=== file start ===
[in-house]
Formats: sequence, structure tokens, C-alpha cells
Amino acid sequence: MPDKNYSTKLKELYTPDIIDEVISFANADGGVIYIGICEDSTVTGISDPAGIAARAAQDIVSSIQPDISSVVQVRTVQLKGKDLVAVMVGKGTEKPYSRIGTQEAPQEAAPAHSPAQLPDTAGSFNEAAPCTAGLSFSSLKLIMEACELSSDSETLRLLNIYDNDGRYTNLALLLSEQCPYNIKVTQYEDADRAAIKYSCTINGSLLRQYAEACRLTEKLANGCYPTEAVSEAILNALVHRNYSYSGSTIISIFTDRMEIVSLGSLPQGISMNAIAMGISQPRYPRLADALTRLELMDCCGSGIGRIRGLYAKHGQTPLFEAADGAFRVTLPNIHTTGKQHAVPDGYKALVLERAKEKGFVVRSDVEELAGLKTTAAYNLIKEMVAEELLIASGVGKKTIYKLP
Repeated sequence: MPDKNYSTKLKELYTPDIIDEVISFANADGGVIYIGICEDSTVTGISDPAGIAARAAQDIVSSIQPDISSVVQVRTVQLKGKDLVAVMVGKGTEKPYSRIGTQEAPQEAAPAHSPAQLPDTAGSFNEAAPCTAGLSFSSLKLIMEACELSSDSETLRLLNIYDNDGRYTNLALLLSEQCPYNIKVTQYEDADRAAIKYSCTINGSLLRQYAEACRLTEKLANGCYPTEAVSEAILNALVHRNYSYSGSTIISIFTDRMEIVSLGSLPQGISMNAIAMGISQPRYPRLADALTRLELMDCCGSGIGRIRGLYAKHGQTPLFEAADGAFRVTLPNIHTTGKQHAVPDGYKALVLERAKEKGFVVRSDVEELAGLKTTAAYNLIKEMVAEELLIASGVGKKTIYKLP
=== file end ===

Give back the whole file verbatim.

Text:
[in-house]
Formats: sequence, structure tokens, C-alpha cells
Amino acid sequence: MPDKNYSTKLKELYTPDIIDEVISFANADGGVIYIGICEDSTVTGISDPAGIAARAAQDIVSSIQPDISSVVQVRTVQLKGKDLVAVMVGKGTEKPYSRIGTQEAPQEAAPAHSPAQLPDTAGSFNEAAPCTAGLSFSSLKLIMEACELSSDSETLRLLNIYDNDGRYTNLALLLSEQCPYNIKVTQYEDADRAAIKYSCTINGSLLRQYAEACRLTEKLANGCYPTEAVSEAILNALVHRNYSYSGSTIISIFTDRMEIVSLGSLPQGISMNAIAMGISQPRYPRLADALTRLELMDCCGSGIGRIRGLYAKHGQTPLFEAADGAFRVTLPNIHTTGKQHAVPDGYKALVLERAKEKGFVVRSDVEELAGLKTTAAYNLIKEMVAEELLIASGVGKKTIYKLP
Repeated sequence: MPDKNYSTKLKELYTPDIIDEVISFANADGGVIYIGICEDSTVTGISDPAGIAARAAQDIVSSIQPDISSVVQVRTVQLKGKDLVAVMVGKGTEKPYSRIGTQEAPQEAAPAHSPAQLPDTAGSFNEAAPCTAGLSFSSLKLIMEACELSSDSETLRLLNIYDNDGRYTNLALLLSEQCPYNIKVTQYEDADRAAIKYSCTINGSLLRQYAEACRLTEKLANGCYPTEAVSEAILNALVHRNYSYSGSTIISIFTDRMEIVSLGSLPQGISMNAIAMGISQPRYPRLADALTRLELMDCCGSGIGRIRGLYAKHGQTPLFEAADGAFRVTLPNIHTTGKQHAVPDGYKALVLERAKEKGFVVRSDVEELAGLKTTAAYNLIKEMVAEELLIASGVGKKTIYKLP